Newspaper Page Text
THE DAILY ALASKA EMPIRE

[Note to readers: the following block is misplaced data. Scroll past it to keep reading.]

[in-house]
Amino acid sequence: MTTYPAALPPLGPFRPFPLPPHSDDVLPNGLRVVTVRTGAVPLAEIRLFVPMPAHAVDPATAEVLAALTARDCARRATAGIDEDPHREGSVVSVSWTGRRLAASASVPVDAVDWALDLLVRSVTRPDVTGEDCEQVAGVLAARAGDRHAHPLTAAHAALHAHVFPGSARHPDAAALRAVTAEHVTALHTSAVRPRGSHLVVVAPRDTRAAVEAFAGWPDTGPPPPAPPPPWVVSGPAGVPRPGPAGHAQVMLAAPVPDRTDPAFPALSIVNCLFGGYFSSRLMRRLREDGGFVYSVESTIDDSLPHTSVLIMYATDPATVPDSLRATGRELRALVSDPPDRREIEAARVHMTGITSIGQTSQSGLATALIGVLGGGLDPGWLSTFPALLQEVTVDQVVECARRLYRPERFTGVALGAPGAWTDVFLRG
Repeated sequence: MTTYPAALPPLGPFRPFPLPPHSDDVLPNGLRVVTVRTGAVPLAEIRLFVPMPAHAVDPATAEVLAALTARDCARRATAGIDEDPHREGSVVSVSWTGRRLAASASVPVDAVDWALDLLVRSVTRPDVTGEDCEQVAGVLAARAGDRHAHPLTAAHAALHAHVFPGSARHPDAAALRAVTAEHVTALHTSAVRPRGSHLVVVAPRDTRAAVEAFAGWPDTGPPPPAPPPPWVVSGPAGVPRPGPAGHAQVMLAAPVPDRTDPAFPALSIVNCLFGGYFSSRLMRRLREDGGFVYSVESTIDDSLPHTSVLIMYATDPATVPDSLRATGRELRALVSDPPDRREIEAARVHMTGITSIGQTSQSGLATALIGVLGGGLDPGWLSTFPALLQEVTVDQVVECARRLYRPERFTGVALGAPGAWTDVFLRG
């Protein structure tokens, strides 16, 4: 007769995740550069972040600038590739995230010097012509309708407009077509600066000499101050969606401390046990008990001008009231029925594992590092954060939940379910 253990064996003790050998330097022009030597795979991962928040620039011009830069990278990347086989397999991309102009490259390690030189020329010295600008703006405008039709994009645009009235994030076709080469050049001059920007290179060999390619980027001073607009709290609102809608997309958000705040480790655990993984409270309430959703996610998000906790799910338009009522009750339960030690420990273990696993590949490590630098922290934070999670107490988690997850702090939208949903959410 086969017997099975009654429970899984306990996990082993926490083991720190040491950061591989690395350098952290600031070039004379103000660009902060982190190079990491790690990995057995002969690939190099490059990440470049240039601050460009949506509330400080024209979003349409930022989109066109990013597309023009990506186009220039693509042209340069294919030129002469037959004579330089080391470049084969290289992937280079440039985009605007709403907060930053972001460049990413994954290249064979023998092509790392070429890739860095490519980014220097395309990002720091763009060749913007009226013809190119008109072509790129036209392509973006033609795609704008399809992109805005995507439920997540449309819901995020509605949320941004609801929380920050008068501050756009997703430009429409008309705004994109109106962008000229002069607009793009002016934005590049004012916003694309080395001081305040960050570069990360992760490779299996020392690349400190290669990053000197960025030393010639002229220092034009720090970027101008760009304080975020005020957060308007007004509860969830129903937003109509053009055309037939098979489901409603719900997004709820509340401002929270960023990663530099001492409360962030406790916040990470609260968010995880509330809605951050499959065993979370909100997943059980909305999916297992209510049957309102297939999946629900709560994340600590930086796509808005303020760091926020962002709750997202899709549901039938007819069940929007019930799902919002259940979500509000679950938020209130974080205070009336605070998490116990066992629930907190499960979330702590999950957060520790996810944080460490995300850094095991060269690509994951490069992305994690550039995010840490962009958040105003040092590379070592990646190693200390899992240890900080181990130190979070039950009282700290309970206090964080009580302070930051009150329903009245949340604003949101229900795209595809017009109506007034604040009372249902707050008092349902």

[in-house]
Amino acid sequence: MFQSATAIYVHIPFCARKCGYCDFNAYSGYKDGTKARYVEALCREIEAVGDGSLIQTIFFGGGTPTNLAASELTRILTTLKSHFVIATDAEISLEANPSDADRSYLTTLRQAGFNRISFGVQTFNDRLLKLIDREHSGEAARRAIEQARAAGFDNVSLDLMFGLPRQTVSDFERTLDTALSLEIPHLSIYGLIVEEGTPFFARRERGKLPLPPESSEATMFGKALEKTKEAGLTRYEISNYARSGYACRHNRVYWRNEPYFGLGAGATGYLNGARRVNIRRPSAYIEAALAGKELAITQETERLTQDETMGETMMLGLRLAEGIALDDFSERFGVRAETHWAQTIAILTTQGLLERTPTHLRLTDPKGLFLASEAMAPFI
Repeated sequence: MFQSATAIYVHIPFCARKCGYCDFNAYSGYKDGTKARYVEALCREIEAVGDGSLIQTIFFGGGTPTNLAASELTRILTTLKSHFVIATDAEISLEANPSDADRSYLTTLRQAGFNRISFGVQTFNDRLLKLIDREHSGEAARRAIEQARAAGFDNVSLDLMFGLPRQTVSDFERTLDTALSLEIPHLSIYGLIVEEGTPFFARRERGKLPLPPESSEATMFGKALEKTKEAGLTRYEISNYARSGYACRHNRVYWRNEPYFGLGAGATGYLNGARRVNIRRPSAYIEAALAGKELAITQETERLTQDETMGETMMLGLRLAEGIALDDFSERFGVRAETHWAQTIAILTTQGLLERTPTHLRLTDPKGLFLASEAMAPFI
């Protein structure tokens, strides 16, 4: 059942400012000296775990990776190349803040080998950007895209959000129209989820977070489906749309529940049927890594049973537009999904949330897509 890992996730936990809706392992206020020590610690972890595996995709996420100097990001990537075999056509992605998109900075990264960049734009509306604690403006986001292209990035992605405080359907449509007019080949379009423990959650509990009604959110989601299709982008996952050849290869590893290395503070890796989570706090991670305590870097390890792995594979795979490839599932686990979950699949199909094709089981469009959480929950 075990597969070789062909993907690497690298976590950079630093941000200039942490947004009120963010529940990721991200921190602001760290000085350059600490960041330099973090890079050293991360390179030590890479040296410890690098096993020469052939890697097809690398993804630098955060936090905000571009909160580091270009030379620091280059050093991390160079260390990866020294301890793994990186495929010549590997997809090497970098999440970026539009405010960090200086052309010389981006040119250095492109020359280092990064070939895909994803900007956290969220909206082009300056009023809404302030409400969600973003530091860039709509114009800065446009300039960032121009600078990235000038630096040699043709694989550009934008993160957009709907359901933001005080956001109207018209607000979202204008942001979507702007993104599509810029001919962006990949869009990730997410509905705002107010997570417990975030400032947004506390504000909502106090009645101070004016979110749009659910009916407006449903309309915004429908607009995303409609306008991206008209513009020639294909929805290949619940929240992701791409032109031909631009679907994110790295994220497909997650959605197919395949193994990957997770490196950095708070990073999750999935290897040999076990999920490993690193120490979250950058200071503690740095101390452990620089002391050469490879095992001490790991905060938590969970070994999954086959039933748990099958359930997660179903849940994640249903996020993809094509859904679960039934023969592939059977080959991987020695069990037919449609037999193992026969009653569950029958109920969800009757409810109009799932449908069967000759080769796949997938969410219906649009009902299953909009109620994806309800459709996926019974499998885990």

“ALL THE NEW S ALL THE TIME” VOL. LXIV., NO. 9902 JUNEAU, ALASKA, TUESDAY. MARCH 6, 1945 MEMBER ASSOCIATED PRESS PRICE TEN CENTS Russians Make Big Gains Toward Baltic Sea RED ARMY CLOSES IN ON STETTIN Naugard Reported Captur ed, Also Greifenhagen Taken by Soviets BULLETIN—LONDON, March 6.—Stalin announces the capture of Grudziadz, and the town has been cleared of the Germans in block to block fighting:. The cap ture of the town, 55 miles south of Danzig, clears the road for communications and feeding of troops with military require ments. LONDON, March 6.—The Russian troops are closing in on Stettin and have reached the Oder River near Greifenhagen, 11 miles south of the port, Moscow dispatches state. The Germans declared the Soviets have thrust to within 13 miles of Stettin and 35 miles of the U-boat base at Swinemuende. The Red Army artillery Is shelling Stettin port. The German communique says Marshal Zhukov's army is wheeling westward on a 40-mile front from Stargard to Greifenhagen, the latter town 14 miles from the Baltic coast. Naugard has been captured, the German Command states, and also says Zhukov's spearhead has been stopped northeast of Gollnow. The Berlin radio asserts Khukov has massed five infantry and two tank armies in the central sector for a push westward of Berlin. Zhukov’s and Rokossovsky’s arm ies seized a total of 230 towns and villages yesterday and gains aver aged 10 miles. NOMINATION OF VINSON OKEHED WASHINGTON, March 6— The President's nomination of Judge Fred Vinson, to be Federal Loan Ad ministrator, has been approved un animously by the Senate Banking Committee without any hearings. The Washington Merry-Go-Round By DREW PEARSON ILt. Col. Robert 8. Alien now on settee service with the Army.' WASHINGTON—President Roflse velt got back from his notable achievements at Yalta to find seri ous problems awaiting him at home, particularly on the labor front. Some of his advisers felt, however, that these problems, especially the coal crisis, could have been averted by beginning to prepare for it earlier and by appointing a new Secretary of Labor. The President left for Yalta al most immediately after his in auguration. And, up until a day or two before his inauguration, he had not made up his mind what to do about appointing a new Sec letary of Labor. In the end, he did nothing and Miss Perkins con tinued, despite her very firm desire to resign. Meanwhile, various moves could have been made to head off the coal crisis. One of them, discussed in the background but never brought forward, is an annual wage for miners. If the miners knew they would be able to work all the year around, especially in peace times when they have been laid off for about one-third of the time, they might forego’ wage in creases now. Another move, proposed back stage, was to appoint coal mine representatives on local O P A boards to make sure the cost of living did not go up, or if so, under circumstances they understood. But the most important move was to have appointed a new Secretary of Labor, with a new, fresh out look, untarnished prestige, who could have tackled the job first hand, and, if necessary, gone out to the mining areas to meet with (Continued on Page Pour) NOW THERE'S FUN IN BIUBID BORN BEHIND BARS, these innocents knew nothing but life in jail with their parents—till MacArthur’s men shattered the gates of Bilibid prison in Manila, and, liberating everybody, made fun with games like this in which little Konnie Barz wears the helmet of Pfc. H. C. Coxen of ! Marion, Ohio. Signal Corps photo. 'International Soundphoto) Target for Today I i 1 | HERE'S ONE of the prettiest targets , a bombardier or gunner ever drew ! a bead on. She's Ardis Sheffer, St. j Petersburg, Fla., who posed in this attractive fashion for returned ! combat fliers at the Don Ce-Sar | Convalescent Center. To tell the i truth, the boys twanged their bows I from one inch range to avoid injury . to their target. (International) 'CHURCHILL ON VISIT TO FRONT — ! LONDON, March 6— Prime Min ister Winston Churchill has re turned to London after a visit to jthe battle front, where he con ferred with Gen. Dwight D. Eisen jhower and Field Marshal Mont gomery, and covered a considerable 1 part of German territory in his | tour. | Churchill, with his chief mili tary adviser, Gen. Sir Hastings Is may, spent the weekend at Allied Headquarters with Eisenhower and Montgomery ‘'for the purpose of discussing with them 'and other j Allied Commanders a wide field of (military matters," the announce ment said. The Premier also visited troops of the First Canadian Army units and the United States Ninth Army taking part in the drive on the Rhine. BIG BLOW IWO JIMA Marines Are Preparing for Final Assault as Sup lies Landed BULLETIN — NEW YORK, March 6. — A Tokyo broadcast picked up here by the FCC de clares the American Marines on Iwo Jima “launched a violent attack on the Japanese lines and fighting has reached A most de cisive stage.” U. S. PACIFIC FLEET HEAD QUARTERS, GUAM, March 6 — A clincher blow in the 16-day-old battle for little Iwo Jima, where, hundreds of Marines have died while killing more than 12,000 Japs, poised today while more power ( from supplies poured ashore on the east and west coasts. There were no appreciable changes in the lines yesterday as the Leathernecks, holding more than two-thirds of the island, built up positions for a grand-scale as sault on the defenses of the rocky north end. MARINES PRAISED WASHINGTON, March 6—James V.'ForreStal, Secretary of the Navy, who returned yesterday after a trip in the Pacific war zone, said the loss of Marine lives on the island, is not out of proportion to the importance of taking Iwo Jima, as' it is needed to put the American i fighter planes and Liberator bomb-; ers within range of Japan. Forrestal gave no figures on the | wounded and missing in the Iwoj Jima campaign, but praised the i three Marine Divisions. He said i the Japs on the island were much j stronger than was expected, and I made good use of their weapons. | STOCK QUOTATIONS NEW YORK, March 6 — Closing quotation of Alaska-Juneau Mine stock today is 7%, American Can 93:'i, Anaconda 34 %, Beech Air craft 12%, Bethlehem Steel 76‘4, Curtiss-Wright 6%, International Harvester 81>£, Kennecott 39*4, North American Aviation 11, New York Central 24%, Northern Pacific 227s, U. S. Steel 66H. Dow, Jones averages today are as follows: Industrials, 161.50; rails, 52.51; utilities. 28.38. BARANOF GUEST Jeannette T. Davenport, register ing from Anchorage, is a guest at the Barauof Hotel, GEMMILL TRIAL IS UNDERWAY Jury of Ten Men and Two Women Is Selected Testimony Starts SEATTLE, March 6— (Special to Empire) — The Lynn J. Gemmill trial opened at 10 a. m. today in the court of District Judge John C. Bowen. U. S. Prosecuting Attorney J. Charles Dennis and Defense At torney Will G. Beardslee selected a jury of 10 men and two women to hear the testimony, which starts this afternoon. Gemmill, United States Attorney for the First Division, Alaska, is charged with soliciting $3,000 and accepting $1,500 from Cleo Patricia Wilkins, one of the defendants in a larceny case pending in the District Court in Juneau. FBI agents who were connected with the arrest of Gemmill In a Seattle hotel room November 4 of last year, have resigned. United States Attorney Dennis asserted at the opening of the trial that Gemmill is charged with bribery, that he told Mrs. Wilkins he would recommend a suspended sentence in her grand larceny case if she would pay him $3,000. The conversation took place over four bottles of beer in Gemmils hotel room here last November. Dennis said Gemmill, former Wenatchee, Washington attorney, was indicted on charges of solicit ing a $3,000 bribe’ and accepting $1,500. Dennis, in relating the caf said in December, 1943, a trunk con taining money and jewelry was stolen from the owner of a house of ill-fame in Sitka, Alaska. Mrs. Wilkins was identified by Dennis as the woman employed in the house, and was subpoenaed last October to appear before a grand jury. She, another girl and two soldiers were indicted. Her bail was set at $3,000, which she deposited in cash. Dennis said the Government will prove that when she learned she had been indicted, she talked with Gemmill and he said he‘ would recommend a suspended sentence if she would testify against the others and she "would have nothing to worry about.” Subsequently, Dennis said, she came here and met Gemmill. She notified the Secret Service, who in turn notified the FBI agents and they were in a nearby room when the money transaction occurred. The FBI agents entered the room and arrested Gemmill. JAP LINES IN INDIA CUT NOW — Entire Enemy Position Is Threatened by Decisive Move of British By FRANK L. MARTIN (AP War Correspondent) CALCUTTA, March 6 — British armored units, cutting across the Irrawaddy River Valley in an 85 mile dash, have severed the main j Japanese land, air and water lines between Mandalay and Rangoon, and have seriously threatened the entire enemy position, Allied Head quarters said. With the aid of British air- j borne infantry flown in at the climax of the operation, the ar-. mored column seized the airdromes' intact, killed more than 1,600 Japs,: captured 40 guns and destroyed enough enemy supplies to feed a Japanese division for 10 days. Thej important communications center Of Meiktila, 70 miles south of Man dalay, was also captured. JAP PRISONERS AND DISLOYAL FILIPINOS INTERNED WITH PART OF THE BEAUTIFUL city of Manila still smouldering .and Jap and American soldiers fight-, ing in the streets, these* Japanese prisoners and Filipino collaborationists march through one of the ^main city streets to a stockade^under guard of UL S^soldiersj Signal Corps photo. (International) MINUS EVERYTHING-BUT HIS LIFE mi * ■ THE FIGHT FOR COMPLETE liberation in the Philippine capital city of ' , Manila continues as doughboys engage in house to house street fight- | , ing in their effort to push the Japs from the burning metropolis, j Above, one of the few Japs taken prisoner is escorted to jail where | h« will be Questioned by U S intelligence officers. <International) Rich Takes Hard Rap At Congressmen Who Change Record Talk By JACK STINNETT WASHINGTON, March 6.—When we finally get down to the business of “streamlining” Congress (if we ever do) give a hand to Rep. Robert; F. Rich, of Pennsylvania. Con-! gressman Rich would like to see the j Congressional Record, supposedly the j accurate report of everything that i goes on verbally in Congress be just j exactly that and nothing more. Few j people who see the Congressional1 Record ever realize it, but there of- | ten are occasions when the Record '■ is about as accurate as a kinder- ! gartner’s blueprint for a skyscraper. The reason is that somewhere along the line, members of Congress got in the habit of asking “unani- j mous consent to revise and extend i my remarks." Students of legislative I procedure say this was started as a! time-saver, so that colleagues of long-winded members who were j making speeches purely “for the j Record" could be spared some bore-j dom. Members discovered, however,' that they could virtually re-write their speeches. Rich says: I believe that when a' man stands on the floor of the; House the might have added that, the same thing is true in the Senate) | and makes a statement condemning | a 'measure as being unsound and un- , sensible, and then adds that he is going to vote for it, he should not be permitted to delete those remarks from the Record. "If we make an error, correct it, but I personally want my people to know just how I talk. I want them to know exactly how I feel about legislation." It may be appended right heie that Rich has about as much chance \ of getting his suggestion into the1 (Continued on Page Six) FOUR BLASTS SHAKE SHIP, VANCOUVER Several Believed Dead and Scores Injured Windows Broken VANCOUVER, B. C., March 6 — Several men are believed to have been killed and scores were injured at noon today when four heavy blasts shook a ship at the CPR docks near Vancouver's downtown district. The Vancouver Sun said it learn ed about 150 men were aboard the vessel, Greenhill Park, a 10,000-ton freighter, when the explosions »oc curred. About 45 minutes after the blast the ship, operated by the Do minion Government and owned by Park Steamship Ltd., was towed to Burradd Inlet. It was reported there were fears there might be other ex plosions if the flames reached other holgs. Michael Giraud, Canadian Press, reporter, said a guard told him | several men were still trapped in the vessel, including the chef and the; chief engineer. He added it is not known immediately how many are; still in the ship. The outlines of the freighter could be seen through the dense! smoke and haze. It is several hun- i dred yards out in the inlet. A small- I er vessel, possibly about 2,000 tons, j is burning nearby. It appeared it I is planned to let the smaller vessel j burn and sink. I The other, a 10,000 tonner, was, hauled into the inlet from the CPR docks and appeared out of danger. Hundreds of plate glass windows and thousands of office windows were* broken in the downtown busi ness section as the explosions rocked the central section of Vancouver about the time the streets began to gat crowded in the noon hour. Officials of the Canada Shipping | Company, agents for the vessel, I said it was not an ammunition ship. They did not know what caused the | blasts. FAIRBANKS MAN DIES SUDDENLY ON SEATTLE TRIP[ SEATTLE, March 6 — Peter S.; Malone, Fairbanks store owner,' aged about 50, collapsed and died! Monday a few blocks from the hotel at which he was a guest. Malone only arrived here Saturday j via Panair. The coroner said apparently Ma lone suffered a sudden heart at tack. FROM HOONAH M. Hegeberg, registering from Hoonah, is now at the Baranof. DEFENDERS OF COLOGNE FORCED BACK Three Other American Di visions Are Closing in on Rhine Areas BULLETIN — PARIS, March 6.—American forces fought their way through Cologne to the Rhine tonight and in the south the V. S. Third Army spurted 25 miles toward the Rhine in the Coblenz area. The American First Army tanks and troops fought their way past the the famous Cologne Cathedral. A front line dispatch tonight declared that "Cologne, to ail military purposes, has fallen." PARIS, March 6.—The American troops captured at least one-third of Cologne by mid - morning and forced the German oefenders back to the old city section around the heart of the devastated metropolis. Three divisions, the Thrd Armor ed, Eighth and 104th Infantry have reached Ringstrasse against surpris ingly little opposition. The Qermuu fought in what was | once the walled section of Cologne, by far the greatest traffic center in western Germany. To the north, Simpson’s Ninth Army wiped out all but one small pocket on the Rhine south of Dues seldorf, in the suburb of Neuss. The Canadians have driven into Wesel, a pocket farther down the Rhine. The First Army has driven swiftly to the middle of the Rhine and have struck within six miles of the river center city of Bonn. Patton’s Third Army, according to a German communique broadcast, has made a deep breach in the Nazi lines northeast of Kyllburg. Patton’s movements are largely blacked out, similar to the great secrecy prevailing during the great Rhine breakthrough. His nearest official* reported distance from Cob lenz is 44 mites. FORCES OF NIPS BEING BOTTLED UP Remnants on Luzon Attack ed from Ground, Air 90,000 Japs Killed By C. YATES McDANIEL , <AP War Correspondent) MANILA, March 6—Six Japanese divisions, perhaps 90,000 troops, of 10 divisions defending Luzon, have been destroyed, together with con siderable war material, and the re maining forces are bottled up In the mountains and are under con tinuous attack by forces and from the air, Gen. Douglas MacArthur announces. Lt. Gen. Tomoyuki Yamashita's forces are still on this largest is land of the Philippines, but are split into a number of different groups and all of their positions are critical. Only yesterday, MacArthur an nounced. thousands of Japs have been cleaned out of Ilocos Norte Province, in Luzon’s northwest corner by guerrillas operating under American Army Officer Col. R. W. Volckman. On bloody Leyte, south of Luzon, more than 125,000 Japs were killed and this makes a total on the two islands alone of more than 215,000 Japanese troops killed, including some of the Japanese Empires beat. The largest single engagement In which the enemy sustained heavy losses, was the three-week-old battle of Manila. Slow enveloping movements against the Japanese mountain positions are reported.